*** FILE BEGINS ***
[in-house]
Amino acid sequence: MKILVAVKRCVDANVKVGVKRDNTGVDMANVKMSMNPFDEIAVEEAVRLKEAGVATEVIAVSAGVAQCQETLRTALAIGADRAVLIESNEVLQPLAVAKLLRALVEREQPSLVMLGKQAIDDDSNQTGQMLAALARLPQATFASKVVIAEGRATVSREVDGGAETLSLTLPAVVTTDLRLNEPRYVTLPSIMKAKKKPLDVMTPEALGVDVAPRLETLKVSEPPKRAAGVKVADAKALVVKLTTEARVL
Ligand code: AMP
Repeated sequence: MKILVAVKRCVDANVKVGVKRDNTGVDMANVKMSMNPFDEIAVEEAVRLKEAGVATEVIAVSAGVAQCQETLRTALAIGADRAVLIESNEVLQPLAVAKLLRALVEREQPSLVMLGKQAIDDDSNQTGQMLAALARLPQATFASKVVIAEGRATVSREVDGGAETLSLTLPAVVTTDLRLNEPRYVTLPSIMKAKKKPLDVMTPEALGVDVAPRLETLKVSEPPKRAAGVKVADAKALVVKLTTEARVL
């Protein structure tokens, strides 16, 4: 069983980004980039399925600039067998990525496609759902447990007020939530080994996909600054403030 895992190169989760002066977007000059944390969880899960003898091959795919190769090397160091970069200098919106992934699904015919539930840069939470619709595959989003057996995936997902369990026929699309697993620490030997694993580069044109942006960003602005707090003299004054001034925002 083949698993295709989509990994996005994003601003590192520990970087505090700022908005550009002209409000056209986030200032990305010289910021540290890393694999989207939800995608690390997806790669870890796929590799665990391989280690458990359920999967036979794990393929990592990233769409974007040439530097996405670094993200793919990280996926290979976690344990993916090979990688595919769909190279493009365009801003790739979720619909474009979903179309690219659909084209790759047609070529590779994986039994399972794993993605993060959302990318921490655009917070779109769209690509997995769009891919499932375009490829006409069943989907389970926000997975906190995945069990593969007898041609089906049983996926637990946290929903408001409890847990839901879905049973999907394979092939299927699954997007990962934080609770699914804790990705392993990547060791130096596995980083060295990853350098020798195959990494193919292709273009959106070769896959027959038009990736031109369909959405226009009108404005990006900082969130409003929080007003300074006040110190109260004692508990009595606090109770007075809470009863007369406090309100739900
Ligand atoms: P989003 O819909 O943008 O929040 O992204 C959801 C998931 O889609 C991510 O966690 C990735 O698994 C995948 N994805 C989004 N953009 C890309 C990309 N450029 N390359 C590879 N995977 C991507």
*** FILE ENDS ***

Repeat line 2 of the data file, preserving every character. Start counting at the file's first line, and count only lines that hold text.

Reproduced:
Amino acid sequence: MKILVAVKRCVDANVKVGVKRDNTGVDMANVKMSMNPFDEIAVEEAVRLKEAGVATEVIAVSAGVAQCQETLRTALAIGADRAVLIESNEVLQPLAVAKLLRALVEREQPSLVMLGKQAIDDDSNQTGQMLAALARLPQATFASKVVIAEGRATVSREVDGGAETLSLTLPAVVTTDLRLNEPRYVTLPSIMKAKKKPLDVMTPEALGVDVAPRLETLKVSEPPKRAAGVKVADAKALVVKLTTEARVL